Ward Ricker is an atheist who (as so often) was formerly a self-described “fundamentalist”. He likes to poke holes in the Bible and “prove” that it is a terrible and “evil” book, not inspired, hopelessly contradictory, etc. He put together a 222-page book called Unholy Bible (2019): available for free as a pdf file. It contains 421 couplets of passages that he considers literally contradictory, and 256 more couplets of not technically contradictory but “problem” passages (according to him). Ward wrote in his book: “I . . . am including here only what I consider to be the more firm examples of contradictions. . . . I do not want to include examples that are ‘weak’ and will be easily refuted. I have made my best judgment.”
He issued a challenge for anyone to take on his alleged contradictions. After my first reply, he wrote a 5 1/2 page article suggesting in-depth dialogue. I responded, explaining in depth why I thought dialogue between us would be unfruitful, for many reasons. He then accused me (among other things in his two replies) of “hypocrisy” that “knows no bounds.” This is, of course, against my discussion rules, which forbids such rank insults, so he was promptly banned from my blog, and I replied: “I was exactly right in my judgment that no dialogue was possible. It never takes long for the fangs to come out if they are there.”
But I had already stated: “I may still take on several of your proposed contradictions, just so I can have opportunity to show how very wrong atheist contentions are (which is one thing Christian apologists do).” This series represents that effort. Mr. Ricker can respond on his page as he sees fit. He can still see my posts. His words will be in blue. To search any of this series on my blog, paste “Ward’s Whoppers #” in the search bar on the top right of my blog page. He uses the King James Version for his Bible verses. I will use RSV in my replies.
Genesis 22: 14 And Abraham called the name of that place Jehovah-jireh: as it is said to this day, In the mount of the LORD it shall be seen.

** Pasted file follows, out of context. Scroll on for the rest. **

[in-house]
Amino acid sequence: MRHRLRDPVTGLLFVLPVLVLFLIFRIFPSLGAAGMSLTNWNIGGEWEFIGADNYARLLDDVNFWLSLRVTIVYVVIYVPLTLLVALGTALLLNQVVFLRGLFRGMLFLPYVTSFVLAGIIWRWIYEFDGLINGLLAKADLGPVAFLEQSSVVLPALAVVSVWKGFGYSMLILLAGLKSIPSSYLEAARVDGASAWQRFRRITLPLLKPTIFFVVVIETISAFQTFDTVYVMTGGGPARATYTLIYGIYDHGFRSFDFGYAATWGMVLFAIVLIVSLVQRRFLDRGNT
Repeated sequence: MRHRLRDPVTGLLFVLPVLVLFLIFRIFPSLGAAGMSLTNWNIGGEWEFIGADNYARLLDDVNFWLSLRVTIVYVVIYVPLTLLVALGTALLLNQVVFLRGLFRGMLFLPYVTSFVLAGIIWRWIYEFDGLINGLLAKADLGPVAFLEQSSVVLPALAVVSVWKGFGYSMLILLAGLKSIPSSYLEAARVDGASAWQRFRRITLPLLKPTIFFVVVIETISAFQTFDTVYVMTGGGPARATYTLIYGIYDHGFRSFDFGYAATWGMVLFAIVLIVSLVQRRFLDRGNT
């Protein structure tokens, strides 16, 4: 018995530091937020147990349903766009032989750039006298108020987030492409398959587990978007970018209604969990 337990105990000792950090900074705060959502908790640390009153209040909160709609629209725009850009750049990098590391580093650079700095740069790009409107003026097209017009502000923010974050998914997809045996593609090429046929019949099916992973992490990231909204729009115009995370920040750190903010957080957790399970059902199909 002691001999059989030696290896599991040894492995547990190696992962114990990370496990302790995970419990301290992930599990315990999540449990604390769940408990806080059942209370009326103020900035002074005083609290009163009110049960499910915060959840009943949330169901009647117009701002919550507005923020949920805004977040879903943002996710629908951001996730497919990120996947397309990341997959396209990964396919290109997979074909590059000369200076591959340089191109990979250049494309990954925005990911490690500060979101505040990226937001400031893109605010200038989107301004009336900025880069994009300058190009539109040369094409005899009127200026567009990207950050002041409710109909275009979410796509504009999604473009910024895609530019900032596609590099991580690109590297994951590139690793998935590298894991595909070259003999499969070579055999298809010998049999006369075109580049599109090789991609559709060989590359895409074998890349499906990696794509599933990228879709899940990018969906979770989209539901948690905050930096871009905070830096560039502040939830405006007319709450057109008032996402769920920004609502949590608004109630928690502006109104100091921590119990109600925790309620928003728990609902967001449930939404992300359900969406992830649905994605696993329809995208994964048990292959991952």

Exodus 6: 2 And God spake unto Moses, and said unto him, I am the LORD: 3 and I appeared unto Abraham, unto Isaac, and unto Jacob, by the name of God Almighty, but by my name JEHOVAH was I not known to them.
Q: Did Abraham know god’s name, Jehovah?
Apologist Eric Lyons explains the seeming contradiction (“Clearing-Up ‘Contradictions’ about Jehovah in Genesis”, Apologetics Press, 2012):
[T]he name “Jehovah” (Hebrew Yahweh; translated LORD in most modern versions) appears approximately 160 times in the book of Genesis. Furthermore, “Jehovah” is used between Genesis chapters 12-50 . . . more than 100 times. . . .
There is no denying the fact that Abraham, Isaac, and Jacob were aware of God’s name, Jehovah (Yahweh) [cf. Genesis 15:7; 22:14,24-35,40,42,48,56; 24:50,51; 26:22; 27:20; 49:18; etc.]. . . . So what is the answer to this alleged problem? . . .
The expressions “to know the name of Jehovah” or simply “to know Jehovah” frequently mean more than a mere awareness of His name and existence. Rather, “to know” (from the Hebrew word yada) often means to learn by experience. When Samuel was a boy, the Bible reveals that he “ministered before/unto Jehovah” (1 Samuel 2:18; 3:1), and “increased in favor both with Jehovah, and also with men” (2:26). Later, however, we learn that “Samuel did not yet know Jehovah, neither was the word of Jehovah yet revealed unto him” (1 Samuel 3:7, emp. added). In one sense, Samuel “knew” Jehovah early on, but beginning in 1 Samuel 3:7 his relationship with God changed. From this point forward he began receiving direct revelations from God (cf. 1 Samuel 3:11-14; 8:7-10,22; 9:15-17; 16:1-3; etc.). Comparing this new relationship with God to his previous relationship and knowledge of Him, the author of 1 Samuel could reasonably say that beforehand “Samuel did not yet know Jehovah” (3:7).